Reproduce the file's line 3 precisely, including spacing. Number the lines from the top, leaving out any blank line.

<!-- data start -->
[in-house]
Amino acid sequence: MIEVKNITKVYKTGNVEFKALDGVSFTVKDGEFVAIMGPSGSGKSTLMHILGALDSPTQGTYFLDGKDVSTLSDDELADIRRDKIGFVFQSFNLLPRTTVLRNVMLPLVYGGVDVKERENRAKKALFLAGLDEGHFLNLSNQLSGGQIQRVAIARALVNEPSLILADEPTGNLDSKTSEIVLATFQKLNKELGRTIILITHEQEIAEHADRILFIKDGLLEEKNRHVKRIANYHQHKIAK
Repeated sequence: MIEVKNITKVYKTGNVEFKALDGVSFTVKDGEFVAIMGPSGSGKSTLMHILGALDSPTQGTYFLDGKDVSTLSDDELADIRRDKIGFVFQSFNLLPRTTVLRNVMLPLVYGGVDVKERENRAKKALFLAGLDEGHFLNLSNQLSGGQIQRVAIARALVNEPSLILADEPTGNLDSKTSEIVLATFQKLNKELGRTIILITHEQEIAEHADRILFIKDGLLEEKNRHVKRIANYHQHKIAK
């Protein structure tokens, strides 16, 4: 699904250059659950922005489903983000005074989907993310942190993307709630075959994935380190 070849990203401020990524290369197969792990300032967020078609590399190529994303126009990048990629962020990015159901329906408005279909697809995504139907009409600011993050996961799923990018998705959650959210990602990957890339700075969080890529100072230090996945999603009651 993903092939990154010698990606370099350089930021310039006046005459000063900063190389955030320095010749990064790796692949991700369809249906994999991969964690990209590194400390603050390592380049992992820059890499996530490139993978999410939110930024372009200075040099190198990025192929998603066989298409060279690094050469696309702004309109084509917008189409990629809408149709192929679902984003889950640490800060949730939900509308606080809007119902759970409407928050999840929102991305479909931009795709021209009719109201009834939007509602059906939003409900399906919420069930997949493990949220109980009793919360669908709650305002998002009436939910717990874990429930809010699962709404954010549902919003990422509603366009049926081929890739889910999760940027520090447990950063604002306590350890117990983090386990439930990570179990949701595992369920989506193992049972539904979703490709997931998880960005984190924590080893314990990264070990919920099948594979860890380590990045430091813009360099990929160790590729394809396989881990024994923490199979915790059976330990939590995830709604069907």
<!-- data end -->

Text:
Repeated sequence: MIEVKNITKVYKTGNVEFKALDGVSFTVKDGEFVAIMGPSGSGKSTLMHILGALDSPTQGTYFLDGKDVSTLSDDELADIRRDKIGFVFQSFNLLPRTTVLRNVMLPLVYGGVDVKERENRAKKALFLAGLDEGHFLNLSNQLSGGQIQRVAIARALVNEPSLILADEPTGNLDSKTSEIVLATFQKLNKELGRTIILITHEQEIAEHADRILFIKDGLLEEKNRHVKRIANYHQHKIAK